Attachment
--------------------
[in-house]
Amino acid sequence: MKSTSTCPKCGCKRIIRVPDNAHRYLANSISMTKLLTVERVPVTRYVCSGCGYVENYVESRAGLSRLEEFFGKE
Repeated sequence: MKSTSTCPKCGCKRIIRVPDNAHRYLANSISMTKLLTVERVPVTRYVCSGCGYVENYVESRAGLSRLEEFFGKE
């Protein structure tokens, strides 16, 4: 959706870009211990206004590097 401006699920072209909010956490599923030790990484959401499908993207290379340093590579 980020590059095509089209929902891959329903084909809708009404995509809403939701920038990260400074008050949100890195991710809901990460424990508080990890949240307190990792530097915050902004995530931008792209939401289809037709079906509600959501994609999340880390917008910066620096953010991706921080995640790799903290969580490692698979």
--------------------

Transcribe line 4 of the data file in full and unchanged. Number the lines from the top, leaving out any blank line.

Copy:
């Protein structure tokens, strides 16, 4: 959706870009211990206004590097 401006699920072209909010956490599923030790990484959401499908993207290379340093590579 980020590059095509089209929902891959329903084909809708009404995509809403939701920038990260400074008050949100890195991710809901990460424990508080990890949240307190990792530097915050902004995530931008792209939401289809037709079906509600959501994609999340880390917008910066620096953010991706921080995640790799903290969580490692698979």